Julius Caesar and the Pirates

Published September 15, 2015 by Iphis of Scyros

I had planned on summarizing the set-up, but since I encountered it in Terry Jones’ Barbarians, rather than in the dry books I’ve been reading for class, I figured I should just quote the section in question, because there’s no way I can tell it anywhere near as well.  So, lengthy blockquote incoming!  (Oh, and the blockquote has another blockquote inside it, but I don’t think WordPress is set up to do that, so I’m putting the interior one in Italics.)  Just before this quote, he’s been talking about the island of Rhodes, and how the Romans ruined its economy, putting an end to the patrols the island used to send out to fight off pirates.

When the young Julius Caesar tried to go to school there in 76 BC he was actually captured by pirates.  He claims to have been rather a jolly captive, and to have got on very well with the pirates, after being insulted by their initial demand for a ransom of 20 talents.  He insisted they raise it to 50:

He made so little of them, that when he had a mind to sleep, he would send to them, and order them to make no noise.  For thirty-eight days, with all the freedom in the world, he amused himself with joining in their exercises and games, as if they had not been his keepers, but his guards.  He wrote verses and speeches, and made them his auditors, and those who did not admire them, he called to their faces illiterate and barbarous.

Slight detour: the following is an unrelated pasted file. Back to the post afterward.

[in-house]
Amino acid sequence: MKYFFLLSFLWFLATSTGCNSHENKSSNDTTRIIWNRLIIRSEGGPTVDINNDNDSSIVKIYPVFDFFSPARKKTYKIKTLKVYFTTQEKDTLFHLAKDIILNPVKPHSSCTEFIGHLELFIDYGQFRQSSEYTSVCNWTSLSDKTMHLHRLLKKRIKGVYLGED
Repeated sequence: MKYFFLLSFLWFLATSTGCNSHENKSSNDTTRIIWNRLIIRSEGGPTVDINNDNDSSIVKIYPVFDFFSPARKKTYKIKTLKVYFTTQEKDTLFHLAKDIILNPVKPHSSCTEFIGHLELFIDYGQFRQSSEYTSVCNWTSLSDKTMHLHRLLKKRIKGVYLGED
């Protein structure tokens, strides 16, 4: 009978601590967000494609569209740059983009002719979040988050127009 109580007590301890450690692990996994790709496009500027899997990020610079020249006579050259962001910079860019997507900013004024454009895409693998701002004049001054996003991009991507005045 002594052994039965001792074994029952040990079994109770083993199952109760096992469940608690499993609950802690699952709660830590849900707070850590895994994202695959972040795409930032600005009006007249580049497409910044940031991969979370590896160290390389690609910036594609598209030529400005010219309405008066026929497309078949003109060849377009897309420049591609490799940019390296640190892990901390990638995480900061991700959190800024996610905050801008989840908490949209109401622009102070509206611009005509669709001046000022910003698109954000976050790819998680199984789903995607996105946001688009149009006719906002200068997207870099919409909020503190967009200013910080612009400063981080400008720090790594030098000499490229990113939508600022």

He said he would have them crucified, and they all laughed.

Once his ransom was paid and he was freed, he hired a fleet, set out in a hot pursuit and captured ‘most of them’.  After handing them over to the authorities, he personally arranged their crucifixion.  Caesar then went on with his planned course of study.

The quote in the middle is from Plutarch, but obviously the original source of the story was from Gaius Iulius Caesar himself.  So he personally spread this story about himself…though he probably tried to make himself sound a bit less horrible than Mr. Jones makes him sound.  (For that matter, even Plutarch’s version isn’t terribly flattering, considering the insults he hurls at the pirates who don’t like his speeches and verses…which he was writing before being trained in oratory by the teachers on Rhodes.  Not to mention that I remember hearing classmates who were translating Caesar complaining that his Latin was actually pretty bad.  (Though I don’t know what their basis of comparison was.))

What gets me about this story, of course, is that we probably have very little proof that any of it actually happened.  We know Caesar said it happened, and that people believed him, but do we have records from Rhodes about the incident?  Letters to his father asking for the ransom?  Letters from the pirates begging to be freed from their prisoner?  (Okay, yeah, that’s unlikely, I know.  Something about the story puts me in mind of a more gruesome twist on “The Ransom of Red Chief” though…)  If one had the time, and the access, it would be interesting to find out if there’s any surviving corroborating evidence, or if we only have Caesar’s (and later Plutarch’s) word for it.

Now, if Caesar himself was writing about it and saying it happened, then it probably did.  Too many people would have known it hadn’t happened; if he was lying entirely, they likely would have called him on it, seeing as he had a lot of enemies in Rome.  But there are a lot of details that did not necessarily happen the way he said they happened.